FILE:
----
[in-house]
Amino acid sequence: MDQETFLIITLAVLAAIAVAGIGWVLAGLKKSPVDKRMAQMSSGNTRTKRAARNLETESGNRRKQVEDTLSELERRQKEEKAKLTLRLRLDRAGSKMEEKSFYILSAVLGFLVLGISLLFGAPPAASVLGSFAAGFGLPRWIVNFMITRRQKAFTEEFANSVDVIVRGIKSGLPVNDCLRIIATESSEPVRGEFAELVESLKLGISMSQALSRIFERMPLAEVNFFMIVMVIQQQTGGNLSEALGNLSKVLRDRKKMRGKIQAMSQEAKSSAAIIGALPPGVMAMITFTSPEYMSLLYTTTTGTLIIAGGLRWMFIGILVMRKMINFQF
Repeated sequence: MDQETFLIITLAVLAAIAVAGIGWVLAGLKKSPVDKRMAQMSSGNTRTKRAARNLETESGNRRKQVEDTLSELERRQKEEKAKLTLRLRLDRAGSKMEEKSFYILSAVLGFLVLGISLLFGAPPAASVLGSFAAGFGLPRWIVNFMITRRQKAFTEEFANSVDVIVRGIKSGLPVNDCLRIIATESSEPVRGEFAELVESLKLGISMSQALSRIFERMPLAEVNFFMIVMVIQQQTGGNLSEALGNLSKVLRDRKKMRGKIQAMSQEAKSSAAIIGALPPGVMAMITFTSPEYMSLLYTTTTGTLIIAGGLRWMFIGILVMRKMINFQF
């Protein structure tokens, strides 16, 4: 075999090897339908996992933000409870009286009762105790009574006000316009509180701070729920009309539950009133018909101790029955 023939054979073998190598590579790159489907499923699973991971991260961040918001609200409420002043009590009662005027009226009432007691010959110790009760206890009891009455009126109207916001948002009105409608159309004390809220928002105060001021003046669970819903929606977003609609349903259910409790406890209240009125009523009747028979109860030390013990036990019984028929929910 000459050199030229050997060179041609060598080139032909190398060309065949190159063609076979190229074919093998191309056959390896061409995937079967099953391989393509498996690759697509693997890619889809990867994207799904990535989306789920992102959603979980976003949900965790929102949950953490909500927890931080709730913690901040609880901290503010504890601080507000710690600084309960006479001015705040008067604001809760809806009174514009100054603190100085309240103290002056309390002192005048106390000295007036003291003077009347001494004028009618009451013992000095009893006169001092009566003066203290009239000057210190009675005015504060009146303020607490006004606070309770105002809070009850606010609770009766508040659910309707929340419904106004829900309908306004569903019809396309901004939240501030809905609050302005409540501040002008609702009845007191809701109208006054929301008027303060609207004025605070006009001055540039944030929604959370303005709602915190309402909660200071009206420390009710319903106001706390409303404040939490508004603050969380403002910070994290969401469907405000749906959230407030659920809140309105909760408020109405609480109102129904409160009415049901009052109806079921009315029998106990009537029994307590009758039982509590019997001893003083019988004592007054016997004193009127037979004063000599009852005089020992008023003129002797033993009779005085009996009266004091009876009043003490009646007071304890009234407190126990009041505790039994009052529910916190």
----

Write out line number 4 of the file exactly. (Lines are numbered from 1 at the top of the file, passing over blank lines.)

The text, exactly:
């Protein structure tokens, strides 16, 4: 075999090897339908996992933000409870009286009762105790009574006000316009509180701070729920009309539950009133018909101790029955 023939054979073998190598590579790159489907499923699973991971991260961040918001609200409420002043009590009662005027009226009432007691010959110790009760206890009891009455009126109207916001948002009105409608159309004390809220928002105060001021003046669970819903929606977003609609349903259910409790406890209240009125009523009747028979109860030390013990036990019984028929929910 000459050199030229050997060179041609060598080139032909190398060309065949190159063609076979190229074919093998191309056959390896061409995937079967099953391989393509498996690759697509693997890619889809990867994207799904990535989306789920992102959603979980976003949900965790929102949950953490909500927890931080709730913690901040609880901290503010504890601080507000710690600084309960006479001015705040008067604001809760809806009174514009100054603190100085309240103290002056309390002192005048106390000295007036003291003077009347001494004028009618009451013992000095009893006169001092009566003066203290009239000057210190009675005015504060009146303020607490006004606070309770105002809070009850606010609770009766508040659910309707929340419904106004829900309908306004569903019809396309901004939240501030809905609050302005409540501040002008609702009845007191809701109208006054929301008027303060609207004025605070006009001055540039944030929604959370303005709602915190309402909660200071009206420390009710319903106001706390409303404040939490508004603050969380403002910070994290969401469907405000749906959230407030659920809140309105909760408020109405609480109102129904409160009415049901009052109806079921009315029998106990009537029994307590009758039982509590019997001893003083019988004592007054016997004193009127037979004063000599009852005089020992008023003129002797033993009779005085009996009266004091009876009043003490009646007071304890009234407190126990009041505790039994009052529910916190």